A huge workload means I can’t do much more than brief jottings on a handful of Polish films that I’ve seen recently, but here goes:
War of the Worlds: Next Century (Wojna światów - następne stulecie, d. Piotr Szulkin, 1981)
The sly opening dedication to H.G.Wells and Orson Welles works on at least two levels: as an acknowledgement of the men who respectively wrote and adapted the original ‘The War of the Worlds’, and as a warning not to take anything in the film at face value. Sure enough, in addition to constructing a memorably sour Orwellian vision of a near-future Poland after a visit by Martians (it’s unlikely the references to invasion and occupation would have been lost on its original audience), Szulkin also examines how the media are complicit in both its presentation and in behind-the-scenes string-pulling, and his view of the population-lulling effect of “reality television” (which is even called that at one point) is worryingly prescient. Fittingly, the protagonist Iron Idem (Roman Wilhelmi) is a television anchorman who first realises that something might be awry is when he’s given an entirely new script to read mere seconds before he goes on air.
O-Bi, O-Ba: The End of Civilisation (O-Bi, O-Ba. Koniec cywilizacji, d. Piotr Szulkin, 1985)
While the previous film was set in a just about recognisable near future, here civilisation has collapsed completely, with a gaggle of survivors of an unspecified catastrophe waiting for their own Godot in the form of a mysterious Ark that will take them to a far better place. Government apparatchik Soft (Jerzy Stuhr) knows that it’s all a propagandist lie concocted to stave off absolute despair – but is startled to find his normally sane colleagues taking it seriously. Szulkin’s film certainly doesn’t lack ideas, and his realisation of a crumbling civilisation is highly convincing (especially given a clearly limited budget), but this did less for me than the other two: the satirical elements of the others are muted in favour of a setting and narrative that’s a little too familiar to Western eyes.
Ga-ga: Glory to the Heroes (Ga, Ga - Chwała bohaterom, d. Piotr Szulkin, 1986)
The third Szulkin dystopia seems to begin where its predecessors left off, as its unnamed protagonist (Daniel Olbrychski) is blasted from a prison ship onto a supposedly uncharted planet. Instead, he finds a conveniently Polish-speaking world full of people who worship him as a hero and offer him all manner of blandishments, including sexual ones. But he is rightly sceptical: he’s actually being groomed to play the leading role in a hi-tech variant of the crucifixions on Mount Golgotha. This is much closer to blackly comic farce than its predecessors, laced with generous splashings of gore in set-pieces reminiscent of the early work of Sam Raimi and Peter Jackson. Olbrychski plays it admirably straight, while a grotesque Jerzy Stuhr has a whale of a time as a sinister cultural attaché.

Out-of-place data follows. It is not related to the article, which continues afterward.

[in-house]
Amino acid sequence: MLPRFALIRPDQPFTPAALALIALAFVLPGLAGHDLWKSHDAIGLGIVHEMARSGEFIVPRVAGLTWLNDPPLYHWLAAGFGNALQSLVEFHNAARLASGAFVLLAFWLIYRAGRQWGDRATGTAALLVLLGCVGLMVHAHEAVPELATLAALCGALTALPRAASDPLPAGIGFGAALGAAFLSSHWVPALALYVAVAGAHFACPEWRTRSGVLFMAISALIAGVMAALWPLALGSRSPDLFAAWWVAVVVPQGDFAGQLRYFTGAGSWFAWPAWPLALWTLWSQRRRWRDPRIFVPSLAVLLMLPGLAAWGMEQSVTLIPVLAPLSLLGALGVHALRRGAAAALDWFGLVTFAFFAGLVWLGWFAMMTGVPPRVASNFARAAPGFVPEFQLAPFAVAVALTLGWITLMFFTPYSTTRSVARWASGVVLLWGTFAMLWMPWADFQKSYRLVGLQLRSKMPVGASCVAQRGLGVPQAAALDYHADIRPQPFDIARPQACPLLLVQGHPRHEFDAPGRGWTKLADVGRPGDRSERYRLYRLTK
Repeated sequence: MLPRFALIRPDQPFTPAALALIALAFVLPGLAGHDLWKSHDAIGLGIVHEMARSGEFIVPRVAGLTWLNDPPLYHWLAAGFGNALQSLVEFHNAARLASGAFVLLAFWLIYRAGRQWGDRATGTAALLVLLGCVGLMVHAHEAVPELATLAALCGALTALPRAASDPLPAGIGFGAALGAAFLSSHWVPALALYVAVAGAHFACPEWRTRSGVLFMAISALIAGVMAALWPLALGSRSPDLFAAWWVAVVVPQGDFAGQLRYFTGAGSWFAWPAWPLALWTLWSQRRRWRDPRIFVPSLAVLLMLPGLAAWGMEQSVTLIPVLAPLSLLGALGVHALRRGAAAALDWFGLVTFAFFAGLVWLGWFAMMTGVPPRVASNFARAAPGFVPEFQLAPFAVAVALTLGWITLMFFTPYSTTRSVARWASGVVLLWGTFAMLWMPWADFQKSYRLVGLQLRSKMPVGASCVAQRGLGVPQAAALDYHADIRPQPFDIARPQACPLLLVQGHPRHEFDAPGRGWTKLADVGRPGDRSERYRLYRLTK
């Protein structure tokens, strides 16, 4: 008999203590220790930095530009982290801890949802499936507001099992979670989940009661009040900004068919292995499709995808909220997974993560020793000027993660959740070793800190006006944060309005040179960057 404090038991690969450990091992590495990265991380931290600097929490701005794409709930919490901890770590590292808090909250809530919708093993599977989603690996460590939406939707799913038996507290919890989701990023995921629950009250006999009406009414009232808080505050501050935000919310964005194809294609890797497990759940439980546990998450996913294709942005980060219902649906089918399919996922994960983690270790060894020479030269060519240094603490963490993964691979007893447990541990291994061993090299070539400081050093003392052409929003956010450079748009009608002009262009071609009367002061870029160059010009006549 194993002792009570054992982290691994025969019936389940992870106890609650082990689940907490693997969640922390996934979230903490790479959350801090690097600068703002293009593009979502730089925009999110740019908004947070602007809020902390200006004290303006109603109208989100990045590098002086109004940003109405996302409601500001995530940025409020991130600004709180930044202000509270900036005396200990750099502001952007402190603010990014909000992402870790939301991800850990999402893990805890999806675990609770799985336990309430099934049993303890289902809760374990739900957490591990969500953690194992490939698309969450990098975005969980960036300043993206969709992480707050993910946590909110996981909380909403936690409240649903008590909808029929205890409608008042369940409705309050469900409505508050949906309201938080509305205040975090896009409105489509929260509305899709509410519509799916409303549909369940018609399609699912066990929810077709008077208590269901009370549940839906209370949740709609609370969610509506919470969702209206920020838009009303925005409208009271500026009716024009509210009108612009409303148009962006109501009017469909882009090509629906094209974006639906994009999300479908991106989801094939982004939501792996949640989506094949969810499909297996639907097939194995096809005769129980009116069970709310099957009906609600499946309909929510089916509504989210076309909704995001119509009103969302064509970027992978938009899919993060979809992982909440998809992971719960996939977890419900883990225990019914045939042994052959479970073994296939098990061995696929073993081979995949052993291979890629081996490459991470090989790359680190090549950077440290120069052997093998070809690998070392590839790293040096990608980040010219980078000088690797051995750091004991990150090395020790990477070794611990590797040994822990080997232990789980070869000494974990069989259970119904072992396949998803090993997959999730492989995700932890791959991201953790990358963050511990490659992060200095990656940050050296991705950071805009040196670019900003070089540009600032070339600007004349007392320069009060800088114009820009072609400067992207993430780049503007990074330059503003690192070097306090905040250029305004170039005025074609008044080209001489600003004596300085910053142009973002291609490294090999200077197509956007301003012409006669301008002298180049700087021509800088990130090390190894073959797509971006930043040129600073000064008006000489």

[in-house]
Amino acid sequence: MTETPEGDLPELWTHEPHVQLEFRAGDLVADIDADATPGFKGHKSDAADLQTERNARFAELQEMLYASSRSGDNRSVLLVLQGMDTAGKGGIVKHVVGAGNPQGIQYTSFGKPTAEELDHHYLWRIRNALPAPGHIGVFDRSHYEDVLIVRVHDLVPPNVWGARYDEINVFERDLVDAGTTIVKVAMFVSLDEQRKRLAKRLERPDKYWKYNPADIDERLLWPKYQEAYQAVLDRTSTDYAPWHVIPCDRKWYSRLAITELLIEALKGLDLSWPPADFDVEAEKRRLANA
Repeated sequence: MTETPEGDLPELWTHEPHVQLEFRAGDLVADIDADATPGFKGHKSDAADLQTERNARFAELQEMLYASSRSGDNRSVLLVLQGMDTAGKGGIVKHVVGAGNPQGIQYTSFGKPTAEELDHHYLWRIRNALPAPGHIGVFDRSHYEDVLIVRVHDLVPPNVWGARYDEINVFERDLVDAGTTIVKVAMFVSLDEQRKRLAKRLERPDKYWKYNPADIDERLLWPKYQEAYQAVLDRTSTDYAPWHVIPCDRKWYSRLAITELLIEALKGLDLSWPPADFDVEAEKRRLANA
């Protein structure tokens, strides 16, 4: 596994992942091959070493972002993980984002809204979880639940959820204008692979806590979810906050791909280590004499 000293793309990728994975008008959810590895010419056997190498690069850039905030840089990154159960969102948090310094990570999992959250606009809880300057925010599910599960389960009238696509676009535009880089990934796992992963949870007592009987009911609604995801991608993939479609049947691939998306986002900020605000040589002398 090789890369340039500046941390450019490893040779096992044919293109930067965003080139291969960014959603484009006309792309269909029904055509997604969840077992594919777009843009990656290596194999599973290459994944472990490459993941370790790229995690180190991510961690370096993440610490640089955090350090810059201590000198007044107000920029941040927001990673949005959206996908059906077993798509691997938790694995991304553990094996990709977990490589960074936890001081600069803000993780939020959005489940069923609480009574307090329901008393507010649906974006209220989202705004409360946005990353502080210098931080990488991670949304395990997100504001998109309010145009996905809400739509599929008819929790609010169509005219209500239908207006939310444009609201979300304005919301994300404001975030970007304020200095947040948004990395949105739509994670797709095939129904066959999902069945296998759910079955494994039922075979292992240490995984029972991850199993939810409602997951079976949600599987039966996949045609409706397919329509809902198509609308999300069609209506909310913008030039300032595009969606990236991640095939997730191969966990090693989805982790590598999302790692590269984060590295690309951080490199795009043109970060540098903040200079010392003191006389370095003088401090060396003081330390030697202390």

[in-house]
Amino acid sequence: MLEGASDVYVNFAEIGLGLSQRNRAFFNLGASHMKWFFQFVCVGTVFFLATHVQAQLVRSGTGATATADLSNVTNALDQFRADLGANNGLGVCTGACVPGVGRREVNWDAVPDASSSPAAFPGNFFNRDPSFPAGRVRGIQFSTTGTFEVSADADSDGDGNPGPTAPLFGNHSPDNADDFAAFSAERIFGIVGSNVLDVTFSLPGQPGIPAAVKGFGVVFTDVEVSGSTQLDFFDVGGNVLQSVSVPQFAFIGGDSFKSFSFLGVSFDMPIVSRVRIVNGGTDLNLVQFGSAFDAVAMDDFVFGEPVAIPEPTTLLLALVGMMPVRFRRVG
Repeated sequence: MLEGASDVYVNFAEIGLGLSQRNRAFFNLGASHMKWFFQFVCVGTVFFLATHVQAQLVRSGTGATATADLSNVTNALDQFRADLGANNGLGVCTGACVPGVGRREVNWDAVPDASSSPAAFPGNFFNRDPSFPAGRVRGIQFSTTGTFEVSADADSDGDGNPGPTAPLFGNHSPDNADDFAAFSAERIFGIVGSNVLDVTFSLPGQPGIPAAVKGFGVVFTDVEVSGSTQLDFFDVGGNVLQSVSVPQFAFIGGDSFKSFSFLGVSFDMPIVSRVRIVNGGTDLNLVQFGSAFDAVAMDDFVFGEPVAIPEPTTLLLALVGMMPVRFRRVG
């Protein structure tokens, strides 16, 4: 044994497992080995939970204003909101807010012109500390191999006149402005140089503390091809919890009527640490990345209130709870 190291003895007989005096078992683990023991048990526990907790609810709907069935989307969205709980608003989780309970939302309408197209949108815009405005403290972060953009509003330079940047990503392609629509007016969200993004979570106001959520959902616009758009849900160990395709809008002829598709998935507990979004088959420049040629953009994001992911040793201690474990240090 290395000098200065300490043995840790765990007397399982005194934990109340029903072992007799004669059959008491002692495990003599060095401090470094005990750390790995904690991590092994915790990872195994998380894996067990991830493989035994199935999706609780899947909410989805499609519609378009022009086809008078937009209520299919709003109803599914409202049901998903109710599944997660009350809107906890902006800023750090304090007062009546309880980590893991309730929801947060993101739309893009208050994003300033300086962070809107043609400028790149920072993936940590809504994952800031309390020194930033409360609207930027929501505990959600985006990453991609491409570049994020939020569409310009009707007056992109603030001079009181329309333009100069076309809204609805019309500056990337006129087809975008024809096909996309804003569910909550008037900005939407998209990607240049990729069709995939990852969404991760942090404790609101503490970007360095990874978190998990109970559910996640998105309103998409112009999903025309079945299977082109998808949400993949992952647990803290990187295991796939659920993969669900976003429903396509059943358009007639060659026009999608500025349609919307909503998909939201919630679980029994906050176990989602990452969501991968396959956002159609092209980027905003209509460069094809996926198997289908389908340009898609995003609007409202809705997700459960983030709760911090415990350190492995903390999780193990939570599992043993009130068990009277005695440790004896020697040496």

(A far more comprehensive English-language study of these three features can be found in Ewa Mazierska’s essay Polish Cinematic Dystopias)
King Ubu (Ubu król, d. Piotr Szulkin, 2003)
I haven’t read Alfred Jarry’s play since my teens, so can’t recall too many specifics, but Szulkin’s adaptation certainly catches its blend of the childishly scatological and the politically pointed. The play was also set in Poland, so it’s entirely fitting that its themes have been grafted onto a present-day Poland in imminent danger of complete collapse as its various institutions struggle to retain their authority in the face of Ubu’s arbitrary cruelty. The caricature is often extremely broad, and performances are borderline demented, but that’s true to Jarry too. This wouldn’t be my first recommendation for someone new to Szulkin, but it’s good to see him back to making features after a break of over a decade.
(All four of the Szulkin films are available on DVD with English subtitles on the SPI International Polska label. Transfers range from acceptable to excellent, but extras - including extensive interviews with Szulkin - are unsubtitled.)
We’re All Christs (Wszyscy jesteśmy Chrystusami, d. Marek Koterski, 2006)
What’s good: as a study of alcoholism and its disastrous effect on a man’s relationship with his wife and son, this is the most horrifically convincing of its type since Mike Figgis’ Leaving Las Vegas, and is made doubly disturbing by wholly credible performances. What’s bad: the hysterically overwrought and bludgeoningly unsubtle Catholic imagery makes Ken Russell look restrained, and makes otherwise very strong material look faintly ridiculous. (Caveat: the review DVD froze fifteen minutes from the end, so I don’t know if the conclusion justified the earlier excesses).
Testosterone (Testosteron, d. Andrzej Saramowicz, Tomasz Konecki, 2007)
Adapted from a successful stage play in which seven men survey the wreckage of a wedding and try to work out what went wrong, this neatly conceals its theatrical origins via a series of witty flashbacks and nifty conceptual conceits, but is hampered by an excessive two-hour running time, observations about gender roles that devote too much time to stating the blindingly obvious, and at least one of the directors’ abiding obsession with the work of Quentin Tarantino in general and Reservoir Dogs in particular. But strong performances and dialogue just about keep it afloat. (I’ll be reviewing this in more detail in the next Sight & Sound).